Cricket tours are the type of events that generally come around once every annum but their memory seems to last a lifetime. They are the platform where friendships – between both opposition and team mates – are solidified and drinking skills are put under the spotlight. Sure they’re about the game however in the same breath I must add that your performance in the bar is just as important. It could either cost or secure your position on future tours. Tomorrow morning I embark on my annual tour and holy smokes am I excited.
During the glorious Cape summer I run out for a social cricket team based in a beautiful valley about an hour outside of the City. The team is members of the Friendly Cricketers Association which is a league of Cape Town based teams who consist of like-minded cricket players looking to give it horns out in the middle when the match is on yet give an equal amount of horns around the braai with beer in hand once the match is over. We are all competitive chaps at the end of the day and sure a victory is important to us but the camaraderie which comes with competitive sport is as important. I always like to say that I play for a drinking team with a cricket problem. That about sums us up.
For the last four months I have meticulously been planning my team’s annual cricket tour. 2012 was the first time I took on the responsibility and although I found it tough to pull things together – due to a combination of inexperience in the organising department and a serious time constraint – I put my head down and got it done. I was told four things by the senior members of my team once I had put my hand up: Garden Route; two cricket matches; one-times round of golf; good luck. “Cool, no worries” I said. I had given my word that I would produce and nothing would stop me from doing otherwise. In a way I revelled in the knowledge that if I didn’t get my act together I would have ten disappointed mates feeding me beer at our next fines session. Instead of crumbling under the weight of expectation I looked the challenge straight in the eyes and got ‘er done!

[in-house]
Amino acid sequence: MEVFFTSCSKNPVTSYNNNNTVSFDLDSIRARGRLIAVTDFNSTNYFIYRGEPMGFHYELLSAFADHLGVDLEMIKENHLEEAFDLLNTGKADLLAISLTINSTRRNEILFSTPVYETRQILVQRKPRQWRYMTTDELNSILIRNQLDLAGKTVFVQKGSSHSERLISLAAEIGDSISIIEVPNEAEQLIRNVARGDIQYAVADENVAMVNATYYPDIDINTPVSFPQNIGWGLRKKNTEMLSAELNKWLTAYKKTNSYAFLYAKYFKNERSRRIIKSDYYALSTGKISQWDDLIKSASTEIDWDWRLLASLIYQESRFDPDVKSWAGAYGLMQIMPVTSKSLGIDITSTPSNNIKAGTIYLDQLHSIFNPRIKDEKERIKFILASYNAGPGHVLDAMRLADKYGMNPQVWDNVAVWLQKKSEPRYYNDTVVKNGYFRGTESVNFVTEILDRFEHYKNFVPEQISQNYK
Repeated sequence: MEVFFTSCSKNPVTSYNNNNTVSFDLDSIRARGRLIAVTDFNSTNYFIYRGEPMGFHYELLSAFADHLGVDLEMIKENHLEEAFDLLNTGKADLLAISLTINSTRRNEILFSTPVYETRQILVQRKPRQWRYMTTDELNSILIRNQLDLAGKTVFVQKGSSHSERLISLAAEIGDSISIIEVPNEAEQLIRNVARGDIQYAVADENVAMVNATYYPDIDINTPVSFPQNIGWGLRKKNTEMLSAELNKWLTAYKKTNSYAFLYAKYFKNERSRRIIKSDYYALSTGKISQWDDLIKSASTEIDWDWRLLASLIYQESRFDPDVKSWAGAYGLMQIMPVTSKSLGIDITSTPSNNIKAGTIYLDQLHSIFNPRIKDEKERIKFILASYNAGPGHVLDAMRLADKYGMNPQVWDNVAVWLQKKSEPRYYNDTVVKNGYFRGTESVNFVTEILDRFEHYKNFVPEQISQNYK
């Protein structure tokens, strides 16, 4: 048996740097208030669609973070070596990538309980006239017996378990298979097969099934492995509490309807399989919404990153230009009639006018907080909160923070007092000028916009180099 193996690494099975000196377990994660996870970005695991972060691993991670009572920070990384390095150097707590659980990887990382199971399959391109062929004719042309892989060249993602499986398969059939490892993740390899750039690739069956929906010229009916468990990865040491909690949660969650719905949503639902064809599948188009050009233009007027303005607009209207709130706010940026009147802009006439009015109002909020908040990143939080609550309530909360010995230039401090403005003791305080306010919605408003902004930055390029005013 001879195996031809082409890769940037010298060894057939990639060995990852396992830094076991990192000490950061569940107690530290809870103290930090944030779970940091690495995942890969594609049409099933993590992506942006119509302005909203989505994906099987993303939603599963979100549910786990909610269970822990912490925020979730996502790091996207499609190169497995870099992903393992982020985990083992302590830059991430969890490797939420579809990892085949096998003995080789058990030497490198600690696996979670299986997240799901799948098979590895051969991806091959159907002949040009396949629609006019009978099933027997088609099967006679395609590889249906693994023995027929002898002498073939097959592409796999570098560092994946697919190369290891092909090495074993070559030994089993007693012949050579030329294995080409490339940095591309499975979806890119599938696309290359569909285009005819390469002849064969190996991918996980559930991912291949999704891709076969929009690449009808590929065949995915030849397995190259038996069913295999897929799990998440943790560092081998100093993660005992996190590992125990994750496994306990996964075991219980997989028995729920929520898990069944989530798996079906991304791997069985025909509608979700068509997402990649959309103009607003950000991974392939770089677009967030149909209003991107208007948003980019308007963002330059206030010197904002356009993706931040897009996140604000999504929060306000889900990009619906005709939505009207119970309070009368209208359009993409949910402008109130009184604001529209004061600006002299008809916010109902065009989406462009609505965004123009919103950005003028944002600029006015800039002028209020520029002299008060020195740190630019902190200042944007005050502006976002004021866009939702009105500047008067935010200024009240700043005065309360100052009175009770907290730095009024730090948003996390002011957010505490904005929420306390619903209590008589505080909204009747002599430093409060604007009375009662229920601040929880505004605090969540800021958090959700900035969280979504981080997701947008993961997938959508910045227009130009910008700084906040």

Enough with the mumbo jumbo, let’s get down to the nitty-gritty. Whilst I swore an oath signed in blood that what happened on that tour stays on that tour, I’ll divulge some info in something of a blurred way. No names. No direct implications.
So last year about this time we all jumped into our vehicles and missioned up the N2 to the sleepy hamlet of Knysna. My boet and I left early on the Friday to pave the way for the rest of the tour party who were scheduled to arrive at our destination sometime after 17h00 – the senior members had their own vehicle whilst the rest of the tour party had chipped in and were coming up in their self-professed ‘party bus’. I wanted to check into the backpackers I had booked for us and settle down to a beer or two on the stoep as I had experienced a fair deal of stress in the lead up to the tour as I scrambled to pull a few strings together and so was looking to de-stress as I eased into the weekend. Who better to have alongside you than your brother in such a situation? Once we were settled into our accommodation, we cracked our first beer, lit up a smoke and revelled in the view which lay before us. Knysna is beautiful.
At about 17h00 I got a call from the lead car – the senior members – who informed me that they had passed the ‘party bus’ having a smoke break on the side of the road somewhere outside of Swellendam. We were to meet at Chatters Restaurant as a booking had been made. 18h00 rolled around and my boet and I took a slow walk through the town centre towards the restaurant. We were halfway through our first beer when the lead car arrived. Beers were ordered, banter began and the tour was underway. Stress off. To no one’s surprise the ‘party bus’ arrived 2 hours late filled with a bunch of extremely loud and inebriated passengers with a slightly gatvol and very sober driver. More beers were cracked, a couple of fines were dished out for their degree of tardiness and the degree of hotness of the waitress’ was discussed. The tour was now officially underway. You see the great thing about a team environment is that if you are bleak with someone, you sort it out by having him down a beer. Then it’s done. Effortless. If only life was that simple.
Dinner was chowed and after a quick stop at the backpackers to freshen up we made our way to Zanzibar, a local club which the locals – funny enough – promised us would be ‘pomping’. Yes they said ‘pomping’ and not ‘pumping’. By this stage we were over beer and happily switched to a combination of Sweet Lips – brandy and coke – and shots of tequila. The ladies in that club on that night had no idea what hit them. Eleven revved up okes walked in to their establishment and completely dominated every single aspect of da club. We bought shots, we made friends, we ripped up the dance floor, we laughed, we played pool, we bought shots we made more friends and the night became a hazy blur of revelry.